The summer holidays have arrived. It’s the time of year when many of us sit back and overindulge. After all, we’ve earned it. Be careful though; overdoing it can really spoil the fun.

For our supporters who celebrate Christmas, it’s a time of year we associate with hectic shopping sprees, lovely food and drinks and getting together with family and friends (some charming, others less so). So you shop, you eat, you drink, you laugh and you bicker. Then, indigestion strikes…

  • You feel stuffed full and bloated.
  • You feel nauseous, and vomiting is a real possibility.
  • It’s difficult to hide your burping and other side-effects of gas.
  • There’s a burning sensation in your stomach or upper abdomen.
  • You’re regurgitating acid.

Why do you get indigestion?

Indigestion, or dyspepsia, has a number of causes, mainly lifestyle-related:

  • Eating when you’re excited or stressed.
  • Eating too fast or too much.
  • Eating fatty and rich foods.
  • Drinking too much alcohol.
  • Smoking.
  • Indigestion may also be the result of irritable bowel syndrome, ulcers and gastro-oesophageal reflux disease.

Can you avoid the burn?

It’s hard to restrain yourself during the holidays. Just one more helping of roast, please, then another handful of nuts, a top-up of champagne. These tips could help your digestive system stay calm and untroubled when you can’t say ‘No thanks!’

  • Before the event, when you’re dressing, don’t put on tight clothing that confines your abdominal area and squeezes your stomach. You’re guaranteed indigestion if your food’s normal pathway is constricted.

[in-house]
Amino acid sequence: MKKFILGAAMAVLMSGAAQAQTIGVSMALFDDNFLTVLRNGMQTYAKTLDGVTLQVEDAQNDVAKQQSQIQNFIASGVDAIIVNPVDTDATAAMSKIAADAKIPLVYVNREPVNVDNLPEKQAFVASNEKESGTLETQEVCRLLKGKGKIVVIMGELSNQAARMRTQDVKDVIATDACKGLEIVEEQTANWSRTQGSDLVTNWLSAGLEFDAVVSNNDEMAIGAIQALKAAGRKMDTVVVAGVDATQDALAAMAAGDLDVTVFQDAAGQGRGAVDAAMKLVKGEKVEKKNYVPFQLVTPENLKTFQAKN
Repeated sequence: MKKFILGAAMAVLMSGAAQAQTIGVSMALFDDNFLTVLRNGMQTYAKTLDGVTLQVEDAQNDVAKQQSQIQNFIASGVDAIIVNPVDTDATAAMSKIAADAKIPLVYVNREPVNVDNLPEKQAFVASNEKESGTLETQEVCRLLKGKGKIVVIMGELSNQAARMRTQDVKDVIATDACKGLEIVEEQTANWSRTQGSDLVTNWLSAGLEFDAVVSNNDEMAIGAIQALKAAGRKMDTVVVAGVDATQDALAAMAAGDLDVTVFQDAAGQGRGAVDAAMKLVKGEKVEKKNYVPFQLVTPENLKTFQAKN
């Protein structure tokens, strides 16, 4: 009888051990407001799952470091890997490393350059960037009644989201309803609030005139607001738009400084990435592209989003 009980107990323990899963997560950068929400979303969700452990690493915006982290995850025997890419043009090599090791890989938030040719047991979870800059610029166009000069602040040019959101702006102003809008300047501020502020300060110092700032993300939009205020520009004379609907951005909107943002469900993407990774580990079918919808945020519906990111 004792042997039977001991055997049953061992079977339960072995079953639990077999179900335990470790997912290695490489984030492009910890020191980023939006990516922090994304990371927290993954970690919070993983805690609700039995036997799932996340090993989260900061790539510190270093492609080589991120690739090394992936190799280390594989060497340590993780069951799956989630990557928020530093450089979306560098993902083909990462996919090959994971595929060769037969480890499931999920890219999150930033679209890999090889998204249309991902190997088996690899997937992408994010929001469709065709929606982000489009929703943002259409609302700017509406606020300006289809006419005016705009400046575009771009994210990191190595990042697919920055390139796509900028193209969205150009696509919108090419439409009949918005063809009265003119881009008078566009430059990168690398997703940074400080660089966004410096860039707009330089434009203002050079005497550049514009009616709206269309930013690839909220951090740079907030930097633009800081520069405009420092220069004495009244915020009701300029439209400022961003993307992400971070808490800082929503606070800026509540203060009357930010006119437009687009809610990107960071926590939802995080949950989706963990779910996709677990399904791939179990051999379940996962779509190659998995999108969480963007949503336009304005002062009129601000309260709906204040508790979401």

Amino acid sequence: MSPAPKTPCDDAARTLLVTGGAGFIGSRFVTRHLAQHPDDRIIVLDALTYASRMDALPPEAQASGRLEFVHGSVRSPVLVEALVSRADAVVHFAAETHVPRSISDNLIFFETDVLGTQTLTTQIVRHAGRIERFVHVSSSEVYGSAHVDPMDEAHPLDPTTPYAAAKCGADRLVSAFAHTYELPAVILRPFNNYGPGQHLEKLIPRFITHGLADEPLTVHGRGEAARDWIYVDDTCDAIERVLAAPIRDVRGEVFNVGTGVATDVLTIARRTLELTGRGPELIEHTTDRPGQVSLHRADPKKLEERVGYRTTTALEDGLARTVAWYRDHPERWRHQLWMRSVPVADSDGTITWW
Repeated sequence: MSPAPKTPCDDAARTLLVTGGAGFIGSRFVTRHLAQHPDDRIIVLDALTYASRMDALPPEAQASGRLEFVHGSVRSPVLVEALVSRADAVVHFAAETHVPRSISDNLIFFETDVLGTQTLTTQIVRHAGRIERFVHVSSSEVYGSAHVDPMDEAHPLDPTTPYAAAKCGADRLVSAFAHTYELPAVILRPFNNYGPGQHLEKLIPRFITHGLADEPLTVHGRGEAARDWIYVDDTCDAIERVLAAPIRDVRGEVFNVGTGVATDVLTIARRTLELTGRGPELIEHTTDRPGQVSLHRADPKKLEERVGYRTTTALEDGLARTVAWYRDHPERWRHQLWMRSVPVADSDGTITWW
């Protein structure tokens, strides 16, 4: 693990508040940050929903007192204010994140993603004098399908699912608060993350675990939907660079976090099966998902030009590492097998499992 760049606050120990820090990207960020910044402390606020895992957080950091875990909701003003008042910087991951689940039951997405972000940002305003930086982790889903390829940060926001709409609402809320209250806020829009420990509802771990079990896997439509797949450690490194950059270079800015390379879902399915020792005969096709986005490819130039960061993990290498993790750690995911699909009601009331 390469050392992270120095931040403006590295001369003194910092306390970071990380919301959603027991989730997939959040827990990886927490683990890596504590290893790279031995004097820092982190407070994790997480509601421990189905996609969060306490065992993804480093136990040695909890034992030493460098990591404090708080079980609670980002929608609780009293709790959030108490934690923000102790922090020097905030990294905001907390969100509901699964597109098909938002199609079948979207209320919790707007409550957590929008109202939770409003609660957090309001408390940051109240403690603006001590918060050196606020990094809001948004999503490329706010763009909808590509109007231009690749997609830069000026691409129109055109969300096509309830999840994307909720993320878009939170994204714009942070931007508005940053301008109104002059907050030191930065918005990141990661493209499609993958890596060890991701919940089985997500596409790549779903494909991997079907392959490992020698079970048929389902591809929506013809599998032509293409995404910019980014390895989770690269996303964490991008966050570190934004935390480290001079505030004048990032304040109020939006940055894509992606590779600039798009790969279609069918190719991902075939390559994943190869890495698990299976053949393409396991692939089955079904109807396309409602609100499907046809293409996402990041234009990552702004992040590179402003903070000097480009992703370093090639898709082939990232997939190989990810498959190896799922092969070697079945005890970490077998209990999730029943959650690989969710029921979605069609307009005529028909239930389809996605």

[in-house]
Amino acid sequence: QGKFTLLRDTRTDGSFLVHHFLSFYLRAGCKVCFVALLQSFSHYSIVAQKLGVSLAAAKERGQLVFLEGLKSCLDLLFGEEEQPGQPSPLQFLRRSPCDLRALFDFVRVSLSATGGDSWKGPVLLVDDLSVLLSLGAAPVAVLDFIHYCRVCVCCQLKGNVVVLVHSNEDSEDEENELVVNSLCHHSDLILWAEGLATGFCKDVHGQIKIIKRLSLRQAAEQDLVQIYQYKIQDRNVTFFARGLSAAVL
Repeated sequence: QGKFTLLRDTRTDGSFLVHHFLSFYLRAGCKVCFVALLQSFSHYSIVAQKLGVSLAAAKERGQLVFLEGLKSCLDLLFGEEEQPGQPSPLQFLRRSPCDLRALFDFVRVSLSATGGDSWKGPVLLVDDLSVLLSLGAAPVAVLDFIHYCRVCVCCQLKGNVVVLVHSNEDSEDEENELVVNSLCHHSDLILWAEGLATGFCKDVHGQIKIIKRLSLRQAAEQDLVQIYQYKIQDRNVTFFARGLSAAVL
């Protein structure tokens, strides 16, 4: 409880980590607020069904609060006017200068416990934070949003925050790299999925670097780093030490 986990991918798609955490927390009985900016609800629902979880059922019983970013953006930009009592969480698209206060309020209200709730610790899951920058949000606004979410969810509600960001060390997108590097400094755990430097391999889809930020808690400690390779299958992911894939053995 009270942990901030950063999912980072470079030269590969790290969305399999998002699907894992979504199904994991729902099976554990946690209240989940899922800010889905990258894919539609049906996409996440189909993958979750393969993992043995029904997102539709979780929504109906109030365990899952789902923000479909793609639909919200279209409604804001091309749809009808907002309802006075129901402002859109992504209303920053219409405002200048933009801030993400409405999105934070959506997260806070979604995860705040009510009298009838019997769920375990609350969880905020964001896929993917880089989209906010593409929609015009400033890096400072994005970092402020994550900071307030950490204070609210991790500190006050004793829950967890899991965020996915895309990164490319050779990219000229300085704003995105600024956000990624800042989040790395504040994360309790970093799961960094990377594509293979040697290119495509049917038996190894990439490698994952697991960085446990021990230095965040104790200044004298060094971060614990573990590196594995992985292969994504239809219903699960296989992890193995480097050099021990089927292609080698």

• Avoid the particular foods that you know give you indigestion.
  • If tension is in the air, keep calm and detached. Stress and eating are not comfortable companions.
  • Eat slowly.
  • Concentrate while you’re eating – it’s called ‘being mindful’. A lot of time and effort has gone into bringing that food on your plate, so appreciate it.
  • Don’t talk with a full mouth (really, it’s not a good sight!) and chew with it closed.
  • Otherwise, the air you swallow will worsen indigestion.
  • Don’t have too much fatty or spicy food, caffeine, fizzy cool drinks or chocolate, which are also on the list of indigestion culprits.
  • Alcohol can irritate the stomach lining. Between drinks, have a glass of water.
  • Don’t smoke at the table. If you haven’t given up yet, at least don’t light up before or after eating. (And make quitting altogether your New Year’s resolution.)
  • Don’t lie down for at least two to three hours after eating.
  • When going to bed after a big meal, use pillows to raise your head at least 15 cm above your feet to encourage your digestive juices to take their normal route through your digestive system instead of flowing into your oesophagus.
  • Dietary experts recommend adding these digestion-aiding ingredients to your meals: mint, fennel, ginger, cumin seeds and caraway seeds.
  • Help restore your gut flora with fermented foods such as yoghurt and buttermilk.
  • If possible, take a walk before eating, or about one hour afterwards.
  • Probiotics restore gut flora.
  • If you’re feeling the telltale signs of indigestion, try these all-natural Flora Force remedies: Cayenne and Fennel (to relieve indigestion and flatulence), Ginger (to ease nausea and indigestion), Slippery Elm (to coat the mucous lining of your digestive system and encourage digestion) and Turmerynne™ (for abdominal discomfort, bloating and gas).


Talk to your medical practitioner before taking any herbal supplements.
If indigestion continues or if you have any accompanying pain, consult your healthcare consultant.

Acknowledgements & Photo credits

Article compiled for Flora Force by Judy Beyer, based largely on the excellent article posted by specialist writer and editorial professional Lauren Burley Copley.


  1. Copley, L. B. A natural approach to indigestion. 2014. Australia.
  2. Indigestion.

Photo credits

  1. “Stop heartburn” courtesy of vivienviv0 /